Hamilton could have taken pole 'even in the dry'

Lewis Hamilton (GBR) Mercedes AMG F1 W09 celebrates Belgian GP pole
© XPB 

Lewis Hamilton and Mercedes boss Toto Wolff both believe that they still had a good chance of taking pole for the Belgian Grand Prix this weekend, even if it had stayed dry through to the end of qualifying.

Ferrari had earlier swept all three practice sessions at Spa-Francorchamps. Kimi Raikkonen was then also fastest in the first round of qualifying, with Sebastian Vettel quickest in Q2.

Even so, Hamilton didn't agree that it had necessarily been heading to a Ferrari 1-2 lock-out on the front row for Sunday's race.

"I don't know if they definitely had it, we were very, very close," he insisted after the end of qualifying. "You saw it in Q2, we were split by maybe half a tenth.

"I was hopeful that I could make up that slight distance, but I knew it was going to be very close. They were very quick on the straights."

Wolff also cast doubt on whether Ferrari had really held the necessary advantage over Mercedes to take pole if it had stayed dry.

"I don't know. We were split by a couple of hundredths when it was dry, not sure what they [Ferrari] would have had left for Q3. We had a little bit. So it would have been quite tight."

Instead it started to rain just before the final round, and that had appeared to tip the balance in Mercedes' favour.

"It seems to be the right package when it gets a bit slippy," agreed Wolff, referring to the formidable combination of 'wet weather master' Hamilton and the current W09 chassis.

"The team have done a great job and the rain is always a friend of mine," Hamilton acknowledged. "I knew I had the pace.

"It was just about trying to find the balance of not pushing too much but not backing off too much and it’s different in every single corner and at no point you can be complacent.

Even so, he struggled to stay on the track in his first flying laps and looked to be struggling to match the pace of the Ferraris even when the rain picked up.

"The rain came and none of us had been driving this weekend in the rain, so I can't even express to you how difficult it was," said Hamilton. "It was one of the toughest qualifying sessions that I can remember. It seems to get harder and harder all year long.

"You saw I went off in Turn 1 massively and then again into Turn 12 and so I only had one lap left otherwise I would have been a lot further down in the order.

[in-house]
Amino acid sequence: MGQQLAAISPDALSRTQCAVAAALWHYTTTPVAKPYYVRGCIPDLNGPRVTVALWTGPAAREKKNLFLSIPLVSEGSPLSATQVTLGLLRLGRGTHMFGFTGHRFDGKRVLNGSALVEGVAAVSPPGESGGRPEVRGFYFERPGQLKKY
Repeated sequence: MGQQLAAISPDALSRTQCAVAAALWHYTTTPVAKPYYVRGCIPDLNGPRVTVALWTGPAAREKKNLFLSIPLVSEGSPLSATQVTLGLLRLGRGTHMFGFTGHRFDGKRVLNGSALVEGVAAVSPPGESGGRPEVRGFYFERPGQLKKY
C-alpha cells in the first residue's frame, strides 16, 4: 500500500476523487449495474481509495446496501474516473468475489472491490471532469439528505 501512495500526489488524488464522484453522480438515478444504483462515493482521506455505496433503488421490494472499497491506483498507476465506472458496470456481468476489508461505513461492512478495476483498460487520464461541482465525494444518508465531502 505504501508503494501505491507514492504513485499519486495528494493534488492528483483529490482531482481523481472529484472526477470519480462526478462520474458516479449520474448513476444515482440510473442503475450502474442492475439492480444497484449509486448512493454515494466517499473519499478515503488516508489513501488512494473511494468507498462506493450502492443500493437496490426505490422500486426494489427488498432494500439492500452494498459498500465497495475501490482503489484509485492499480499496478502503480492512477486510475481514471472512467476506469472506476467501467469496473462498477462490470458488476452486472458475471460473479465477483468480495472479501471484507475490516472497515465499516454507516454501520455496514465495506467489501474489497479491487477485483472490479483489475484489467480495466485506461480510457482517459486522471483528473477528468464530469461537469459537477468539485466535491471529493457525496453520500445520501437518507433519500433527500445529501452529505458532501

"You only had a few laps to find the grip to get the tyres up to understand where the track is dry and where it was wet because it was really patchy throughout the whole lap.

Belgian Grand Prix - Lewis Hamilton (GBR) Mercedes AMG F1 celebrates his pole position

"You're tip-toeing, you don't know where the limit is. The track looks dry in some places but it's actually wet."

“You come to Eau Rouge and you don’t know if you have to have a little lift, obviously we all have to have a lift," he continued. "Towards the end is was dry enough in some patches and it was still quite wet in other patches. I really can’t find the words to express how difficult it was.

Hamilton will start from pole position for the fifth time at Spa-Francorchamps tomorrow, having claimed his 78th career pole in Formula 1. But he'll have his arch rival Sebastian Vettel right alongside him for the start of the race, meaning a tough battle is in store on Sunday.

"I think everyone's on the edge of their seats, but I think that's what's great about the sport," Hamilton said. "It's painful!

"It's so great to see so many people here in Spa - it's a beautiful place and an incredible track to drive.

"I'm really grateful for all the hard work the team have put in to give me a chance to be here today."

Despite making it through to Q3, Hamilton's team mate Valtteri Bottas will start the race from the back of the grid after incurring penalties for engine component changes.

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